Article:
Prior studies in IBS-D patients showed immune activation, secretion and barrier dysfunction in jejunal or colorectal mucosa. We measured mRNA expression by RT-PCR of 91 genes reflecting tight junction proteins, chemokines, innate immunity, ion channels, transmitters, housekeeping genes, and controls for DNA contamination and PCR efficiency in small intestinal mucosa from 15 IBS-D and 7 controls (biopsies negative for celiac disease). Fold change was calculated using 2(-Δ, ΔCT) formula. Nominal p values (p<0.05) were interpreted with FDR correction (q value). Cluster analysis with LENS explored connectivity of mechanisms. Upregulated genes (uncorrected p<0.05) were related to ion transport (INADL, MAGI1 and SONS1), barrier (TJP1, 2, 3 and CLDN) or immune functions (TLR3, IL15, MAPKAPK5), or histamine metabolism (HNMT); downregulated genes were related to immune function (IL-1β, TGF β 1 and CCL20) or antigen detection (TLR1 and 8). The following genes were significantly upregulated (q<0.05) in IBS-D: INADL, MAGI1, PPP2R5C, MAPKAPK5, TLR3, IL-15. Among the 14 nominally upregulated genes, there was clustering of barrier and PDZ domains (TJP1, TJP2, TJP3, CLDN4, INADL, MAGI1) and clustering of downregulated genes (CCL20, TLR1, IL1B, and TLR8). Protein expression of PPP2R5C in nuclear lysates was greater in patients with IBS-D and controls. There was increase in INADL protein (median 9.4ng/mL) in patients with IBS-D relative to controls (median 5.8ng/mL, p>0.05). In conclusion, altered transcriptome (and to lesser extent protein) expression of ion transport, barrier, immune and mast cell mechanisms in small bowel may reflect different alterations in function and deserves further study in IBS-D.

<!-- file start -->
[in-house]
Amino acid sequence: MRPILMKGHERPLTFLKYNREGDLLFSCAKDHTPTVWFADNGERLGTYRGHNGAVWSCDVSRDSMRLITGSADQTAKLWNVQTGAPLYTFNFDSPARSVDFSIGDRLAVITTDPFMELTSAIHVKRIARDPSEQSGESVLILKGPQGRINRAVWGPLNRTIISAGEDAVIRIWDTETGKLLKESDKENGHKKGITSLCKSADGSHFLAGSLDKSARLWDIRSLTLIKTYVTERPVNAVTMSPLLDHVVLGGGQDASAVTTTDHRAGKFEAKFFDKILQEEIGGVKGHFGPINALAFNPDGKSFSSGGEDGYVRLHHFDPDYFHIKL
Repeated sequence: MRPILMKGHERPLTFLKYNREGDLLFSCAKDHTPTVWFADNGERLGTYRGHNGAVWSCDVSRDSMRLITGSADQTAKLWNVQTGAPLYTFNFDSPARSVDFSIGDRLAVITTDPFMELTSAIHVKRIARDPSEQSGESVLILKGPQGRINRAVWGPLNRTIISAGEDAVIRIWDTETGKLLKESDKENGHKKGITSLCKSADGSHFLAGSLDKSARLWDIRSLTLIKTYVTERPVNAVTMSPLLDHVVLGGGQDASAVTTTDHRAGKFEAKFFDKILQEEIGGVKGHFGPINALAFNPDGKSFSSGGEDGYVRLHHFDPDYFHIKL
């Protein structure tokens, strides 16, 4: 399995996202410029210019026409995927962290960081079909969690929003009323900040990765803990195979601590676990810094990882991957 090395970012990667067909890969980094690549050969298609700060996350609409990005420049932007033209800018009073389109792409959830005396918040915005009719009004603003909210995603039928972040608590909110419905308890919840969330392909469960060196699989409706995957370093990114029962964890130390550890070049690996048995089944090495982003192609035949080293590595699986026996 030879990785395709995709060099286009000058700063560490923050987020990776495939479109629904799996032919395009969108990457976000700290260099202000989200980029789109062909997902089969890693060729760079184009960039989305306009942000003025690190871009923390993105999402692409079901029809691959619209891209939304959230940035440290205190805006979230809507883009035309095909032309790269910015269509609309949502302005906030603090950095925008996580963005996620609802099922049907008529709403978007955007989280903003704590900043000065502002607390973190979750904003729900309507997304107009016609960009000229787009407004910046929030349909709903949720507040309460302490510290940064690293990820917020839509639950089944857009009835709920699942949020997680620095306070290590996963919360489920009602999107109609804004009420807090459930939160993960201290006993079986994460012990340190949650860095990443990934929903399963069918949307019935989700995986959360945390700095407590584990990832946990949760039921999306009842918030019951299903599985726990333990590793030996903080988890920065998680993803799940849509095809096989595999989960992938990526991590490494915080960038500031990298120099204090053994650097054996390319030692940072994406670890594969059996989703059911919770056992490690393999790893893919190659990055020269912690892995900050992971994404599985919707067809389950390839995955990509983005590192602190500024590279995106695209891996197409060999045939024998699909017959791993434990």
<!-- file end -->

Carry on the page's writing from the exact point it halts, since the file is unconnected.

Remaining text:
- Copyright © 2016, American Journal of Physiology- Gastrointestinal and Liver Physiology